Last Friday evening, AUNTS and its many acts took overNYU Skirball Center for thePerforming Arts for an immersive underground dance happening, transforming Skirball’s lobby, dressing rooms, hallways and backstage area into performance spaces for several downtown artists. Audiences were seen wandering all over the venue, encountering one act after another.
Although this event was a new and bewildering experience for many, AUNTS has been organizing such dance events since2005, when it was founded byJames Kidd and Rebecca Brooks.It aims to enliven the most atypical spaces through experimental and offbeat forms of dance. However, that is only part of what it accomplishes.
While each performance at Skirball was distinctive in its own way, all of them managed to exhibit the surprising in the mundane and the reflective in the indifferent. In another otherwise common dressing room, an audience intently watched Alexandra Tatarsky as she walked back and forth hurriedly, panting, before clinging to the wall and inventing a conversation between the vent and the cupboard. In that moment, her body, movement and voice created an intriguing dialogue between the real and the imaginary.
In another performance, Nia Love moved artfully between two laptops kept on either side of her. On each one, she had her friends on webcam. While they sat at home, lying in bed or eating a snack, she would move her body tactfully and continue talking to them. Atone point, she asked them to keep moving their hands in circles until she could feel it. In no time, the audience became participants, some even coming to lie down on the floor with her as they moved their hands.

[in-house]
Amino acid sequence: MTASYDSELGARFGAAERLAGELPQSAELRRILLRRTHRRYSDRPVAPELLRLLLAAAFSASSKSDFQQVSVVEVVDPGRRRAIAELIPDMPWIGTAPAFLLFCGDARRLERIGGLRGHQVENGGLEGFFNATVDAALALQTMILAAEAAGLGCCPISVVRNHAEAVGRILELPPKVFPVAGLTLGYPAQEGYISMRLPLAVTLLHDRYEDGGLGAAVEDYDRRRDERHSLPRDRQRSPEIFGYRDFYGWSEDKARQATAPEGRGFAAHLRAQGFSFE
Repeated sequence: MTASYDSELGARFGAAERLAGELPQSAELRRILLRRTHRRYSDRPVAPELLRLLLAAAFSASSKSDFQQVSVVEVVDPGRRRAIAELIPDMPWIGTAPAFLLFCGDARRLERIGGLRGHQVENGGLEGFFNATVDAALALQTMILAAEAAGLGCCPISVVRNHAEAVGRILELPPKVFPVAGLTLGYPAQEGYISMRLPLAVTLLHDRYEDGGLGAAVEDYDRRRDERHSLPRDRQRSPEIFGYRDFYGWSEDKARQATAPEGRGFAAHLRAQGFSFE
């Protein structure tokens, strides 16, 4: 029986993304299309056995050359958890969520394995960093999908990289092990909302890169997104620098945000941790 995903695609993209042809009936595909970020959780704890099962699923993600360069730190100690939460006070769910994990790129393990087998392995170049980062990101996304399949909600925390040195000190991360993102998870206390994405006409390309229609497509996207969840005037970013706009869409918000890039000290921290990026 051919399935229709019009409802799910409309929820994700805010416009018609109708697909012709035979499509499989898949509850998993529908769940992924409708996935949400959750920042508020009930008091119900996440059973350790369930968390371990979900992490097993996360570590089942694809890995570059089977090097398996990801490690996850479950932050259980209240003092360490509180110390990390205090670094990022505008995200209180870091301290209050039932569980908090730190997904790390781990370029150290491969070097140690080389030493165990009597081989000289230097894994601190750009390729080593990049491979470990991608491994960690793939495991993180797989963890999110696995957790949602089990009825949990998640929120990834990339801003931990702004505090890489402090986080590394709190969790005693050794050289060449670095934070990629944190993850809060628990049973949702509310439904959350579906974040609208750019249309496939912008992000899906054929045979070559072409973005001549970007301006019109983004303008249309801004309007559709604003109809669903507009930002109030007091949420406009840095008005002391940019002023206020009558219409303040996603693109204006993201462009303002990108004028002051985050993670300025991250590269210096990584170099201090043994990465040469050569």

Jahmal B. Golden’s performance, however, was slightly different from the other two. Sitting on the floor, in a flood of sugar and spices, Golden moved cautiously, with a peculiar kind of silence. Taking off their clothes and dipping their necklace into their mouth,Golden ended their piece by lying on the floor with a slow,almost practiced caution. Their body spoke of a different movement — unconscious, yet startlingly controlled.
In another dressing room, a dancer, with his face painted black, lay down, gagged, with his body wrapped tightly in a black cloth as he stared blankly at a laptop screen playing YouTube videos on loop. The room felt eerie, with everyone’s eyes fixated on the seeming quietness of his body.
Walking out of Skirball after the event felt strange. AUNTS not only managed to pull off a showcase of surprising dance performances, but also managed to communicate how one can be a better witness to one’s environment. By taking audiences on a journey,one grounded equally in stillness and movement, the event fused the language of the body with the language of the scene. It managed to showcase one’s possession of the body alongside one’s dispossession of another.
A version of this article appeared in the Monday, Sept. 18 print edition.
Email Devanshi Khetarpal at [email protected]